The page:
Tired of Big Government Spending on Schemes That Assault Small Business? Then YouCut It!

Oklahoma Congresswoman and gubernatorial candidate Mary Fallin’s (OK-5) YouCut proposal to prohibit the federal government from requiring anti-competitive and costly project labor agreements (PLAs) on federal construction projects is back by popular demand.

Text YouCut1 to 68398 to ban government-mandated PLAs on federal construction projects.

The YouCut website, launched May 12 by House Republican Whip Eric Cantor (R-Va.), features a list of five proposals aimed at reducing Congressional spending. The public is encouraged to vote for a proposal they would most like to see eliminated by Congress. After the votes are in and a proposal is chosen, House Republicans will force a vote on the House Floor on whether or not to take up and debate the top vote-getter selected by the public.

In June, the YouCut website featured a proposal to eliminate federal government-mandated PLAs, but it was beaten by Rep. Aaron Schock’s (R-Ill.) suggestion to prevent millions of federal dollars in waste on signs advertising construction projects that are funded by dollars from the American Recovery and Reinvestment Act.

Here is a statement from Rep. Fallin’s press release in support of her anti-PLA YouCut proposal:

“The Executive Order issued by President Obama encourages the use of anti-competitive union favoring contracts, known as project labor agreements, which could increase the cost of government projects by as much as 20 percent,” Fallin said. “This doesn’t improve the quality of projects or create more jobs, it is simply a payback to organized labor. That means in the face of an unprecedented $1.5 trillion deficit, taxpayers are also on the hook for hundreds of millions of dollars wasted on government projects that could have been completed for far less.”

The winning YouCut proposal will be selected after Congress is back from recess, so voting will be open for the next month.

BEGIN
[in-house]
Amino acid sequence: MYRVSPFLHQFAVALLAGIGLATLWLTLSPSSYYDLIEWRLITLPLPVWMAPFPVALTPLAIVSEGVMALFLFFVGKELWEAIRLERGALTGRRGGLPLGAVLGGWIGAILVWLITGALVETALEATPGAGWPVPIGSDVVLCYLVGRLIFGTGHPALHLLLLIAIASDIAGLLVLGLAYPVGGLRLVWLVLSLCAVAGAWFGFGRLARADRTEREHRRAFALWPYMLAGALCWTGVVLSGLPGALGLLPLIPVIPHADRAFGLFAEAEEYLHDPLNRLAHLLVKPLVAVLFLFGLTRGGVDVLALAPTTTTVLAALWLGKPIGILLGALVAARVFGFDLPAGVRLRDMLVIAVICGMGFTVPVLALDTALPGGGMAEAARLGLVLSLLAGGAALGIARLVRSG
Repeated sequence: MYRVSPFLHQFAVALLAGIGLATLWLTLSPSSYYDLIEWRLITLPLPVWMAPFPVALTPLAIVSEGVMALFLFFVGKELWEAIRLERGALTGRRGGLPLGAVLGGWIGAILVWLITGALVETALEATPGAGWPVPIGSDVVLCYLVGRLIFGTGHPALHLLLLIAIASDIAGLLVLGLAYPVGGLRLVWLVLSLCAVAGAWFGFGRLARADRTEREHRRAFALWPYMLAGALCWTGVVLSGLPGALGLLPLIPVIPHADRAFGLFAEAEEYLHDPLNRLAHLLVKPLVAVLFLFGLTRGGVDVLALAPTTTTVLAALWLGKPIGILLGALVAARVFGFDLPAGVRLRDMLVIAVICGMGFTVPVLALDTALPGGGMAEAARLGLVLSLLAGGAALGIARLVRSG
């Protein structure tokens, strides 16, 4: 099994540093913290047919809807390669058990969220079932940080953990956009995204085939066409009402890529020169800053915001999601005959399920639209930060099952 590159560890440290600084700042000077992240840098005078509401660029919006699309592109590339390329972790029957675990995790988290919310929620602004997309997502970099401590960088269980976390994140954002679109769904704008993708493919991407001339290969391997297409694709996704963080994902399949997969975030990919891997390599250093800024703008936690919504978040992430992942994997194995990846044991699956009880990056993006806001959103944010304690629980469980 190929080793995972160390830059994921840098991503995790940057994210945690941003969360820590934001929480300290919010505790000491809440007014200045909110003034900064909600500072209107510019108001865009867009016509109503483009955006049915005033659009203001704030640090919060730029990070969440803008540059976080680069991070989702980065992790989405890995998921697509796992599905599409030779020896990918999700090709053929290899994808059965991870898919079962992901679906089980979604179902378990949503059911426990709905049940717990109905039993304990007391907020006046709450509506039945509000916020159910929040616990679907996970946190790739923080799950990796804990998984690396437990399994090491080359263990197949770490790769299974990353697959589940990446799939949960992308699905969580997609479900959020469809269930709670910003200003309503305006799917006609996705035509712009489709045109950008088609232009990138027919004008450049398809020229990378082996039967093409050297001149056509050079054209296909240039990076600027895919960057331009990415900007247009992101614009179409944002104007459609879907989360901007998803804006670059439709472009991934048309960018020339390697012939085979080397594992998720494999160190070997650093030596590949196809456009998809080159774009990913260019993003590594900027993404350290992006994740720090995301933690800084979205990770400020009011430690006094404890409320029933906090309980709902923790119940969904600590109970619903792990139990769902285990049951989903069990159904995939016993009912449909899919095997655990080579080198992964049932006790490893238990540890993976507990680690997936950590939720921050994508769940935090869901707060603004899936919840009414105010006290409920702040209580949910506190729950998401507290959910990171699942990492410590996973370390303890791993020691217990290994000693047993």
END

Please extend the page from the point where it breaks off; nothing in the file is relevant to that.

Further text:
Please visit the YouCut site at http://republicanwhip.house.gov/YouCut/ and vote for proposal #1: “Prohibit Mandated Project Labor Union Agreements That Increase Government Construction” or text “YouCut1” to 68398 on your mobile phone.

Learn Why You Should Vote for This YouCut Proposal After the Jump

Do you want to save the federal government up to $2.6 billion a year?

Do you want to eliminate the influence of special interests and corruption in federal contracting?

Do you want to create employment opportunities for all skilled and qualified professionals in the construction industry, regardless of their affiliation with labor unions?

Are you opposed to forcing taxpayers to join or be represented by a union in order to get a job?

Do you want the federal government to deliver to taxpayers the best possible construction product at the best possible price?

If you answered yes to any of these questions, visit the YouCut site at http://republicanwhip.house.gov/YouCut/ and vote for proposal #1: “Prohibit Mandated Project Labor Union Agreements That Increase Government Construction” or text “YouCut1” to 68398 on your mobile phone.

PLAs are designed to funnel lucrative federal construction contracts to unionized contractors and Big Labor bosses that send campaign contributions to politicians who promote these schemes.

President Obama’s Executive Order 13502 encourages federal agencies to mandate wasteful and discriminatory PLAs on federal construction projects exceeding $25 million in value. PLAs are special interest schemes that hit taxpayers in the wallet and reek of political favoritism.

An April 14 Wall Street Journal editorial, “Crony Contracts,” blasts the Obama administration’s costly gift to Big Labor saying:

“Only 15% of the nation’s construction workers are unionized, so from now on the other 85% will have to forgo federal work for having exercised their right to not join a union. This is a raw display of political favoritism, and at the expense of an industry experiencing 27% unemployment … It’s also a rotten deal for taxpayers.”

Here are some important reasons why you should vote today to ban government-mandated PLAs on YouCut.